NCR, four provinces' reversion to MECQ a
President Rodrigo Duterte's re-imposition of stricter quarantine measure in Metro Manila and nearby provinces was a "compromise" as the economy could no longer afford extended lockdown, Malacañang said on Tuesday.
In a virtual press briefing, Presidential Spokesperson Harry Roque acknowledged that the second quarter gross domestic product, which is set to be released on August 6, could further shrink. The Philippine first quarter GDP declined by 0.2 percent in the first quarter, the first contraction since the fourth quarter of 1998.
"I admit, the economy can no longer afford a lockdown," Roque said in response to a proposal by a professor at the University of the Philippines that the re-imposition of MECQ in Metro Manila, Bulacan, Laguna, Cavite and Rizal be at least for a month to flatten the curve of coronavirus disease cases in the country.
"The economy will really suffer if we will have another lockdown. We are at the point that we may slowdown the spread of COVID-19, but while there's no work, how can the ordinary people live," he said.
He admitted that during the two-week MECQ, there is no way to provide assistance to the people affected because there is no law passed by Congress.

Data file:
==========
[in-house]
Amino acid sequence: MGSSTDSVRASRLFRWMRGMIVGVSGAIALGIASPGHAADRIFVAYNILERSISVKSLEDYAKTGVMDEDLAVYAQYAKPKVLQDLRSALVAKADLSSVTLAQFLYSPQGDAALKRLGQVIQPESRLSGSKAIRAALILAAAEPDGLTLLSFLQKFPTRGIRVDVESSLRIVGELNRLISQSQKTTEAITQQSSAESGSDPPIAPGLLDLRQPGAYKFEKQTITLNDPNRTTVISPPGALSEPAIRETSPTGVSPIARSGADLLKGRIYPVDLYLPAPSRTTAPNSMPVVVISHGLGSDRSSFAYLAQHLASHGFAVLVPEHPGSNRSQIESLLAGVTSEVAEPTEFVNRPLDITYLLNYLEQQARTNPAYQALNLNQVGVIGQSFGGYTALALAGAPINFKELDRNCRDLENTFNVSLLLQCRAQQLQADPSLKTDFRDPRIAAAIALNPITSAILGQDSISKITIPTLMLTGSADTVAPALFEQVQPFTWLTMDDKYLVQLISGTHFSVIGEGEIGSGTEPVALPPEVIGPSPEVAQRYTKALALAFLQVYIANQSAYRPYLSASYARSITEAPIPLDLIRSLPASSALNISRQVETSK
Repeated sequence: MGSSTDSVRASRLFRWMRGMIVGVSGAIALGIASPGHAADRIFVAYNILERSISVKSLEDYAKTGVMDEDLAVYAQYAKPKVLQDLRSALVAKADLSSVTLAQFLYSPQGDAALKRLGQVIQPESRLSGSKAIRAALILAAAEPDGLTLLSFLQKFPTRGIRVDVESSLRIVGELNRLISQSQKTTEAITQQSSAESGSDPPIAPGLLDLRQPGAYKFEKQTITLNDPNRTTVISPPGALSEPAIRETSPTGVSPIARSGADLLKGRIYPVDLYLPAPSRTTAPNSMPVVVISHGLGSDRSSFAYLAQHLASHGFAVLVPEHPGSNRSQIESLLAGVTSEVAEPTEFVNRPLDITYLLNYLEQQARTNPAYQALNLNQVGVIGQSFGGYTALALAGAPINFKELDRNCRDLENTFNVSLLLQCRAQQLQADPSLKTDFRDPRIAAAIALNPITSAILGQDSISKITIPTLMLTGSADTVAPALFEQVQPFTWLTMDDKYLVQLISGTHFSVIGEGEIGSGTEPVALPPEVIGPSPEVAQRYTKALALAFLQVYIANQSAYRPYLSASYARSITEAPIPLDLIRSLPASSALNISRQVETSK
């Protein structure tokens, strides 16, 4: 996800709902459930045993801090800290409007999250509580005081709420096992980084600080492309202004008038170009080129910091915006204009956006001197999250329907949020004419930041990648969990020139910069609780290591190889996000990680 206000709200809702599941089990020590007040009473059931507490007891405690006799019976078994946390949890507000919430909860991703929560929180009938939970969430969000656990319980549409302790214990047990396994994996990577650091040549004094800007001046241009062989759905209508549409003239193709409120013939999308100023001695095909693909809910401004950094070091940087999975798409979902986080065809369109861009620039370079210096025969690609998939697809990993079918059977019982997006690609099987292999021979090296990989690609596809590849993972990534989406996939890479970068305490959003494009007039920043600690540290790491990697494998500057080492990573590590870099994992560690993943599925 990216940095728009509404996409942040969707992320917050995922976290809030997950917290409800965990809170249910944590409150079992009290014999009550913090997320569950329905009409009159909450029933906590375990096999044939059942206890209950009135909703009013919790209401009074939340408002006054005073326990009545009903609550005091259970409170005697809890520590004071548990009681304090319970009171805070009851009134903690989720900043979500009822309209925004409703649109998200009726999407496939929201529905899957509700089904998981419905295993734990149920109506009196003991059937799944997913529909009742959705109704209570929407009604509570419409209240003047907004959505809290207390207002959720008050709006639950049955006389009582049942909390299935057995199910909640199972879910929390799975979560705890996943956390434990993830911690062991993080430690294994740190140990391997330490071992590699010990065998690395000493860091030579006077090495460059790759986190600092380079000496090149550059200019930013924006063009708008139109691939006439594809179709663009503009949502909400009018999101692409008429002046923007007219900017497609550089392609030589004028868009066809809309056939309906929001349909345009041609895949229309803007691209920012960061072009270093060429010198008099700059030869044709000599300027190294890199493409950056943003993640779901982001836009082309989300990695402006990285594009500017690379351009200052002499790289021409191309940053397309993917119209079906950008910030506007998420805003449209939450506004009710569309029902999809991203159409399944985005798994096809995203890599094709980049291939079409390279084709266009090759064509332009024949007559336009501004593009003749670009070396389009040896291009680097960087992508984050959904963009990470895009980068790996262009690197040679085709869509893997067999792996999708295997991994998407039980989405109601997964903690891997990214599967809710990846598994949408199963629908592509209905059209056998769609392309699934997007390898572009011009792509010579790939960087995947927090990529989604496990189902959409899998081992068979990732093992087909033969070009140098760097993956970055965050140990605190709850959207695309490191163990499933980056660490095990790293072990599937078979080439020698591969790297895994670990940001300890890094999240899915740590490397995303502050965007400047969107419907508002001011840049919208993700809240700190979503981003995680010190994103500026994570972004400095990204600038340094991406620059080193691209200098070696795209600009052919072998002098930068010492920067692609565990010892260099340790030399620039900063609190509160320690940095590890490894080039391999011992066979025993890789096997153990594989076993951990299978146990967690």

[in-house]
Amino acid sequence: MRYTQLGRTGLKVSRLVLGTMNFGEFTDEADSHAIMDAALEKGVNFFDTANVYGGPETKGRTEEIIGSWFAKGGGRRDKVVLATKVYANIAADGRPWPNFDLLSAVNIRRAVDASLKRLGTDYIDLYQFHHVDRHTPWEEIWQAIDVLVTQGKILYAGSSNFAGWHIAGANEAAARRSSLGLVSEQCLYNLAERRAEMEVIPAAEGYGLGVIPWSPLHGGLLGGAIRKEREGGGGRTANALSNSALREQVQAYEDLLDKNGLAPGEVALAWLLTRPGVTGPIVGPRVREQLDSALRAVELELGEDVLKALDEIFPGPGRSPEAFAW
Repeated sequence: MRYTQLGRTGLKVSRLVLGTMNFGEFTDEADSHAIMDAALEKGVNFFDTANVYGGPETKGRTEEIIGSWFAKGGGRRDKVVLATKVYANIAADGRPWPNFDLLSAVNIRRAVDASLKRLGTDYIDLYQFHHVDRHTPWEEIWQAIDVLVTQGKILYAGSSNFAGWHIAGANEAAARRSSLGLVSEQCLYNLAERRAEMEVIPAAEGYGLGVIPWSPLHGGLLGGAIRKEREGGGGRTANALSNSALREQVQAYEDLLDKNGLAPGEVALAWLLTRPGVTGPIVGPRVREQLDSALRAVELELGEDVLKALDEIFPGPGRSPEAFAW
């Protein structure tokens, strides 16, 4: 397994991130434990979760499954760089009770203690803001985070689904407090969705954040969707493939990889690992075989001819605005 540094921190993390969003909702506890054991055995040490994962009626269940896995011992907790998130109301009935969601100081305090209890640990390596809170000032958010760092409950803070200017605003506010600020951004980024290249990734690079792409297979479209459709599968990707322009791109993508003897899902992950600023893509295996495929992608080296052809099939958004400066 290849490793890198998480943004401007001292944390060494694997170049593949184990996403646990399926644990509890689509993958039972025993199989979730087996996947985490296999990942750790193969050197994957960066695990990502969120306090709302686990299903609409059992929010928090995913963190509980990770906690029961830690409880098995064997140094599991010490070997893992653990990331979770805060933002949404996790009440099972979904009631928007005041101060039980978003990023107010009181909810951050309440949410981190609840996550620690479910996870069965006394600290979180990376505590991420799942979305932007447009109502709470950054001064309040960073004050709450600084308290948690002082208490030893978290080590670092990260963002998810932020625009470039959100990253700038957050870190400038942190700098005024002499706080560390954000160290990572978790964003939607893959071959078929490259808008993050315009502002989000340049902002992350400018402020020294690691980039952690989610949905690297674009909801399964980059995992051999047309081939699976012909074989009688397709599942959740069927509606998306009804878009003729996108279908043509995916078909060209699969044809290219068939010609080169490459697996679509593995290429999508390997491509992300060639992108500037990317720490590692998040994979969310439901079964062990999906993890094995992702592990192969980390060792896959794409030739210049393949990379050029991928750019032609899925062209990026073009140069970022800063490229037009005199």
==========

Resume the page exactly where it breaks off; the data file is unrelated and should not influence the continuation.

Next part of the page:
Roque expressed hope that cash aid could be included in the Bayanihan 2 bill.
President Rodrigo Duterte has reverted the National Capital Region and the four nearby provinces MECQ to give the healthcare workers a break after months of exhaustion in attending to COVID-19 patients and to slow down the spread of the virus. The various medical organizations asked Duterte to reimpose a lockdown for two weeks.
Under MECQ, many industries are ordered not to operate and public transportation is also not allowed.
"I will lie if I'll say that there will be no negative impact (on the economy) during the two-week (MECQ), because 67 percent of our GDP is from Metro Manila and Region IV-A, including Cavite, Rizal and Laguna which are also under lockdown now," Roque said.
But he expressed hope that the 15-day MECQ, which started Tuesday, August 4, until August 18, will have minimal impact on the economy.
Asked why Duterte did not place Metro Manila and surrounding provinces under ECQ, the strictest quarantine protocol, Roque said, "it's a compromise, because we really cannot afford a complete lockdown and it is important to open at least part of our economy."
"But by and large, this is still a lockdown, that's why let us not be mistaken," he said, noting that only about 30 percent of the economy is open under MECQ.
"So, I think it's a compromise, it is again reflecting the delicate balance between health and economy...that's how complex and controversial this decision," he stressed.
He reiterated the government's call to practice minimum health standards, such as wearing of mask, physical distancing, frequent washing of hands and to stay home. Celerina Monte/DMS